South Dakota vs. Wayfair – State Sales Tax and State Income Tax

By on Aug 16, 2018 in Uncategorized | 0 comments



On June 21, 2018 the Supreme Court rendered a decision with far reaching and substantial implications for many businesses. The purpose of this communication is to inform you of the importance of this decision and to encourage you to contact us to discuss how this decision could affect your business and operations.

The History

In Quill Corp. v. North Dakota (“Quill”), the U.S. Supreme Court held that a state could not require a seller to collect and remit sales tax in a state unless the taxpayer had a physical presence in the state. Since that decision, businesses have generally understood that they were not required to collect and remit sales tax in another state unless they had a physical presence in the state.

In 2016, South Dakota directly challenged the Quill decision by enacting a law requiring remote sellers (sellers without a physical presence in the state) to collect and remit sales tax to the state if the seller had sales exceeding $100,000, or 200 separate sales transactions, with South Dakota customers.

The Decision

On June 21, 2018 the U.S. Supreme Court overturned Quill in South Dakota v. Wayfair, Inc.(“Wayfair”), concluding that “the physical presence rule of Quill was unsound and incorrect. In doing so, the Supreme Court struck down the physical presence standard to create state sales tax nexus and instead, established economic nexus as the new standard.

Uncertainty Remains

The U.S. Supreme Court remanded the case to a lower court in order to determine if the South Dakota law is constitutional. In its decision, the U.S. Supreme Court cited several factors that appeared to support the constitutionality of the law.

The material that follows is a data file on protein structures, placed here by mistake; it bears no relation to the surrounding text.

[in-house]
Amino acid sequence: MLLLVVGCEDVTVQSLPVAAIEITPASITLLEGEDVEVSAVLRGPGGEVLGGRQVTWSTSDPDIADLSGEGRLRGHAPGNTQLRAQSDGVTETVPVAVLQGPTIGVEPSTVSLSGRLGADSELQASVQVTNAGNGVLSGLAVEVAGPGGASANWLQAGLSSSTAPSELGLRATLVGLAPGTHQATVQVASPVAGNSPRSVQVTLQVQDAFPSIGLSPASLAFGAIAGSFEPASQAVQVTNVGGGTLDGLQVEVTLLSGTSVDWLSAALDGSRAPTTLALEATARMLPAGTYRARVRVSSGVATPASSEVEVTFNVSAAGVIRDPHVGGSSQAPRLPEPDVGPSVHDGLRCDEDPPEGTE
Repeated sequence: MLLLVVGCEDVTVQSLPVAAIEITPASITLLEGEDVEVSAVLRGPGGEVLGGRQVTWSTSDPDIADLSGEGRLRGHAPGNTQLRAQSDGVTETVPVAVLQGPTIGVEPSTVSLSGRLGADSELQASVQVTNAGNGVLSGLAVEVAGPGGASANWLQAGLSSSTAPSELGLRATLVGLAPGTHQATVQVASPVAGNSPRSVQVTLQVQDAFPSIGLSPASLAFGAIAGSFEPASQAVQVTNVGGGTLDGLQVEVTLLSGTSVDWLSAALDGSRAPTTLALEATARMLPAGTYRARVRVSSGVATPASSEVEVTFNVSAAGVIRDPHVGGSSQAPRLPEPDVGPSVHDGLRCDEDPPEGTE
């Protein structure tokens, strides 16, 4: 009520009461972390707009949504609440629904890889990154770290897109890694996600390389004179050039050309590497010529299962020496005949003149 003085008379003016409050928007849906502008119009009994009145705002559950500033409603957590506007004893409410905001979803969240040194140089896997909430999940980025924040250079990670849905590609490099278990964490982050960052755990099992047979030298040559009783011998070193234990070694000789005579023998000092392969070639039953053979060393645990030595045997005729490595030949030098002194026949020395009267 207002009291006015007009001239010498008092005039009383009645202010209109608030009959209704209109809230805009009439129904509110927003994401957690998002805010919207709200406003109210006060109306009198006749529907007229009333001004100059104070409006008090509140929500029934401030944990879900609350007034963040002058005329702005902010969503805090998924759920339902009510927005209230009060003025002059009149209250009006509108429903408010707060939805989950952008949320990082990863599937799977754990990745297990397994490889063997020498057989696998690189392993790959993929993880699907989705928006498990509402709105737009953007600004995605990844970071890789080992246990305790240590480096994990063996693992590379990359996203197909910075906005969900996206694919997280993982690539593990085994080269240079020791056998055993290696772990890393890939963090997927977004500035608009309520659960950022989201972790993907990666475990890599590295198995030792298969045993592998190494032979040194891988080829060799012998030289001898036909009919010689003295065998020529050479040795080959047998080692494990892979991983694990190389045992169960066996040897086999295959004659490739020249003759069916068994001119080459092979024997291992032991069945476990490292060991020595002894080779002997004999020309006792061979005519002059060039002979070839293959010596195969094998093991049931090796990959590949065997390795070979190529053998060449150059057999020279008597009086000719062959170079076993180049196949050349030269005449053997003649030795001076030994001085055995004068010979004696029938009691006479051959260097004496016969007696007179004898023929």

Currently, more than 20 states have enacted similar legislation and more states are expected to follow. Under these laws, remote sellers are required to collect sales tax (or comply with use tax notification requirements) in a state if their business, measured by either sales volume and/or the number of sales transactions, exceeds certain minimum thresholds. The precise thresholds and effective dates of these laws vary from state to state. These laws are likely to face court challenges to determine if they are constitutional.

Further adding to the compliance complexity, many states have enacted and other states are likely to enact economic nexus standards for state income tax, not just sales/use tax.So physical presence is no longer the nexus standard when evaluating whether or not a business should collect and remit sales tax to a specific state, and it is important that you understand this important concept.

This represents a seismic change in nexus standards for sales, use and income tax purposes. Previously issued guidance related to state filing obligations for sales, use and income taxes may no longer be appropriate in view of the 2018 U.S. Supreme Court decision. The Wayfairdecision may require your business to register, collect and remit sales tax in additional states and file state income taxes in additional states.

We strongly encourage you to contact us to discuss your specific situation.